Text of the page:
Despite the wide array of messages, recruitment attempts and negative influences, there is hope for girls and younger generations. Regina Moran had a valid point in championing encouragement. Girls have to see the possibilities and believe that they can be equally as capable. The best way to do so is through mentoring. Welson Rossman, head of marketing at Chariot Solutions says that the key to recruiting women is having “more companies, leaders, media, parents, teachers, girls and women understand the importance of training, teaching, encouraging and supporting girls and women in all aspects of innovation and technology.” Studies, including the Israeli study, have found that parents and other adults have the power to wipe out the harmful messages of doubt and empower the youth to believe that they are capable of succeeding in any of the STEM fields. Alicia Syrett, the founder and CEO of Pantegrion Capital, says that change will come when we “call out industry panels and conferences which don’t include enough women, hold organizations accountable in addressing biases and discrimination, and demand transparency and change on issues like paid leave, equal pay, and representation on boards.”
These women willing to call out the inadequacies and pass along their knowledge and encouragement are doing so right now. The U.S. Patent Director, Michelle K. Lee, launched the “All in STEM” initiative “to get more girls interested in STEM and encourage more women to pursue and flourish in STEM careers.” Million Women Mentors (MWM) is “a collaborative effort between 60 national partners to provide over 30 million girls and women worldwide with STEM mentors.” MWM strives to gain one million male and female mentors in the fields of Science, Technology, Engineering and Math to increase the interest of girls and women to feel confident in pursuing and succeeding in STEM programs and careers. In a partnership with STEMconnector®, there are currently 532,129 pledges to this moment (perhaps even more now). STEMconnector® brings together of a network of “companies, nonprofit associations and professional societies, STEM-related research & policy organizations, government entities, universities and academic institutions” dedicated to the advancement of “all things STEM” through a comprehensive website that connects national, state and local STEM entities.
Girls Who Code has also made and continues to make great advancements in reaching girls, including a book series, a mobile game and partnering with Ford. Girl Day is a day to celebrate engineering, where girls can learn more about the field from female engineers. Role models are great ways to discourage doubt and highlight the possibilities in students. Take, for example, Susan Warner of MasterCard. Susan was an English Literature major who always enjoyed mathematics, but did not pursue it for a lack of role models and opportunities in her small town. However, when Rear Admiral and computer pioneer Grace Hopper spoke at her graduation, she knew she would have a future in the STEM field. Now she writes about STEM daily and, as a result of her passion, founded Girls4Tech™(G4T), a hands-on, inquiry based learning experience to showcase the MasterCard technology and calls its employees forward to act as mentors. Since its creation, G4F has reached 1,800 girls and engaged over 600 employees. Susan has seen girls from all over the world participate and, no matter their origin, still show the same enthusiasm towards the technology activities. Recently, the Girl Scouts of Orange County introduced the My STEM Life badge, aimed at encouraging young girls to take an interest. Girl Scouts of America continues to encourage STEM, through its blog, one of its entries encouraging coding as a fun and educational way to rock winter break.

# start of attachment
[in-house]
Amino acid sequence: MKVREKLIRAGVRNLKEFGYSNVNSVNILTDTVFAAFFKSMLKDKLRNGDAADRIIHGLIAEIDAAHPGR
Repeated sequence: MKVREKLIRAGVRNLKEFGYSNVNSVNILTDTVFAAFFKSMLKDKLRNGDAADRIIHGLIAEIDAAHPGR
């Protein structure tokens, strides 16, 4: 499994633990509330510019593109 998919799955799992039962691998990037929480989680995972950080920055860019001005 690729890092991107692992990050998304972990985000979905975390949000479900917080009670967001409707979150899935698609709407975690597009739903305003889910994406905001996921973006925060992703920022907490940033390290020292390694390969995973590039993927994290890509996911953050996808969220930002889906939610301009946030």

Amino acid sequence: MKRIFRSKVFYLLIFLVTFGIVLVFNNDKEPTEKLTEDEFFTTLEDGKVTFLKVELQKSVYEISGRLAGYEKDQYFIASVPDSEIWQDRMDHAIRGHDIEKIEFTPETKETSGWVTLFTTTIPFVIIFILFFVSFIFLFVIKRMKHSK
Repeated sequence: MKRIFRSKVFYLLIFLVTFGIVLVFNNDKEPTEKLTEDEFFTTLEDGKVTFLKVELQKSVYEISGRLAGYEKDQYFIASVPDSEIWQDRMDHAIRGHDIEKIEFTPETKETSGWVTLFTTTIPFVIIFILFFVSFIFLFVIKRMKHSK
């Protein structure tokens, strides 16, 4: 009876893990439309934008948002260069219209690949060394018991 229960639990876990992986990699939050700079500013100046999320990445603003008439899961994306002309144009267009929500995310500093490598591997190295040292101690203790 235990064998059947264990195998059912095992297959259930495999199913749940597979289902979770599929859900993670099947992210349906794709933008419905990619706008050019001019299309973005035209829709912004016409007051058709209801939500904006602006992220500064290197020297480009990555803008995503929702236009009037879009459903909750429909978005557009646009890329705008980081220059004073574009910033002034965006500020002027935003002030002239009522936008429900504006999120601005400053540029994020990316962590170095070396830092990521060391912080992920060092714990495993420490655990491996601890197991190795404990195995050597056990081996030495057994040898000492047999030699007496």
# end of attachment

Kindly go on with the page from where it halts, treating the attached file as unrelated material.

STEM fields go beyond mathematics and science to include, and often require, creativity. Jenni Buckley, Ph.D.,assistant professor of mechanical engineering at the University of Delaware says that the message she conveys to younger audiences is that “engineers are problem-solvers, and they’re working on these really important issues that we’re working on as a society. You can save lives, you can have an impact on a lot of people in healthcare as an engineer.” STEM is a life-changing field that not only changes lives of the professionals, but also the lives of everyone its touches. STEM has a lot to offer. It is a challenging field that will continue to grow in the future. As technology evolves, together with 3d printing, manufacturing and the ways of the future, every industry will have at least some STEM influence. This influence will revolutionize the way business functions. The questions now is, are you ready to help make it happen?
STEM Role Models:
Olivia Hallisey -Winner of the Google Science Fair
Rear Admiral Dr. Grace Murray Hopper – Programmed the first computers
Dr. Patricia Bath – Physician And Inventor
Marie Curie – The first scientist to win the Nobel Prize twice and considered the greatest female scientist
Elizabeth Blackwell – First women in America to receive a medical degree